In the lesson on electronegativity, our teacher told us a story: An alien comes to earth and asks you to give one person to them – your sister, a girl from Nepal, or a girl from another country. He then asked us, “Who would you easily give up?” We all shouted that it would be the girl from another country. He then asked us “Who would you not give up easily?” We all agreed that it would be our own sister.
He then related this story with our lesson: the farther a valence electron’s shell is from the nucleus, the easier it loses its electron. Just like the farther you are in relation to other people (emotionally or physically), the easier it is for you to give them up to an alien. This might just sound like a simple statement, but the story has a lot of meaning. Is this concept a good idea for humanity and the human person?
Why do we have an urge to protect someone even though we have never met them? Should a person from a different race, religion, political condition, and environment matter to me? Is what is unjust to one person from the opposite side of the globe affect me? After my teacher’s story, this question would usually come to my mind. The concept of a global family from the Dalai Lama was the answer to it.
The family is bound together because we have something common within us to relate with, not only mostly shared genes but shared emotions too. According to the Dalai Lama regarding the global family, we have to understand that we are all common beings: human persons. All the differences we hold are on the surface but internally and spiritually we all have a common element of being humans which we can relate with. When you understand that we are all a global family, there is then a sense of common responsibility to the world. The Dalai Lama also states responsibility doesn’t lie on the government or people on position but it lies within each individual. As an individual, we hold great power and duties not only for our society but for the world too. An unjust society in another country will affect us in some shape and form. We have to realize that we are not only an atom who loses its electron in some sort of condition; we are a human person with the power and abilities to think, choose and understand our own and others’ human dignity. We all have a common duty to inform ourselves about, address or condemn any injustice even if it is happening in a different environment, political condition and religion than us.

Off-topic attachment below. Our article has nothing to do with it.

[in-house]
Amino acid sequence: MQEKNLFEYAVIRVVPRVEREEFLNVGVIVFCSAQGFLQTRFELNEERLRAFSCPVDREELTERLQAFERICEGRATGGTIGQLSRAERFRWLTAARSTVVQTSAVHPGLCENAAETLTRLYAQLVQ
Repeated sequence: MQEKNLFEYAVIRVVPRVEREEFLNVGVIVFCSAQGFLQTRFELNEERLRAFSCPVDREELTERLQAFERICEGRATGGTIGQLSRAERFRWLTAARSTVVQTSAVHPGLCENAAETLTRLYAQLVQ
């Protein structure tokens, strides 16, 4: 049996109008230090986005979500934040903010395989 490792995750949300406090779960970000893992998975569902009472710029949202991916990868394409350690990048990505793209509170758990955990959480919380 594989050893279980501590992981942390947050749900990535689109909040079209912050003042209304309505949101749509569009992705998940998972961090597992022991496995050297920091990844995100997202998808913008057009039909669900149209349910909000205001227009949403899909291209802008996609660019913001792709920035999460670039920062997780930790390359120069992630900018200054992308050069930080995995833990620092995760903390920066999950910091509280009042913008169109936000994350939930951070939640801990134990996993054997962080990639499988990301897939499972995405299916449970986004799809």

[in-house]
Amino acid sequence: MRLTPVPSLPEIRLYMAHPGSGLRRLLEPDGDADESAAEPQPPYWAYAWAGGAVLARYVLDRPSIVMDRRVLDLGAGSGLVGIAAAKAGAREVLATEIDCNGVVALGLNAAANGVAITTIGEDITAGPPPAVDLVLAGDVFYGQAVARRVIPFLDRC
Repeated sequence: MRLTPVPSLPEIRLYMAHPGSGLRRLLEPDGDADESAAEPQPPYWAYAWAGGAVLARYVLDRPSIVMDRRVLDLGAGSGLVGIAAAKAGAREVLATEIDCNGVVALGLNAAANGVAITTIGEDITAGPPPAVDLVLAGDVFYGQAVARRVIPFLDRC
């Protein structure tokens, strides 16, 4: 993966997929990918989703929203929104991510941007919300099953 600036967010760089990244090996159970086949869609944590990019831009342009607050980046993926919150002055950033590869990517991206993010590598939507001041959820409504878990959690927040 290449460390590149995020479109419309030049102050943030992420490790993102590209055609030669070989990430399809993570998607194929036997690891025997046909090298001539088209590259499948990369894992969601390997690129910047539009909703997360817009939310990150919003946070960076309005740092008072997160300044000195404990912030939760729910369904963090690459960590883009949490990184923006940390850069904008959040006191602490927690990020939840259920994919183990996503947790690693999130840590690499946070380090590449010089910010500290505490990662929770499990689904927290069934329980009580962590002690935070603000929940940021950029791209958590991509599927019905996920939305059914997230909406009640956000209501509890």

With the help of WYA’s internship, I have been learning about the global family since I can learn and connect with my fellow interns from different cultures and environments. It’s really beautiful how we can connect with each other with a relationship rooted in human dignity. Living together and working for the common purpose in WYA, we are able to share our ideas and values with each other. According to my co-intern, whenever we meet someone we look for common things with that person in order to relate with them. The first thing you notice in a person is that they are human: a human person, not any other being or object. Their appearance, job, religion comes after understanding that they are a fellow human. Dalai Lama explains in his text that one cannot truly be isolated in the world and we are connected despite political conditions and the environment.
In the later part of the text, he connects humans with spiritual beings. The peace we yearn for can only be gained when every individual is at peace and balances his spiritual and material development together. A being without inner peace can never be content with external happiness. Through this peace, even in the struggle of war, oppression, and violence, one can always find purpose and freedom. One shall win if they have inner peace with an understanding to do better.
In conclusion, what we can learn from the Dalai Lama is an understanding of the human person who aims to build a deeper relationship with every being as part of a global family. This will help us to understand the duties we hold for every human person. One helping another human person then brings inner peace which is important for overall happiness. As a young person from Nepal, I am currently connected with a different world than the one I was brought up in. The concept of a global family has helped me to understand other human beings I meet. While the peace Dalai Lama talks about helped me to understand myself, my needs, and also of those around me.
Published on: Nov. 1, 2019
Written by Diwa Ghimire, a WYA Headquarters intern from Nepal
Want to be part of the WYA internship like Diwa? Dates for the 2020 internship are now available. Check the application requirements and get ready to be part of our global family!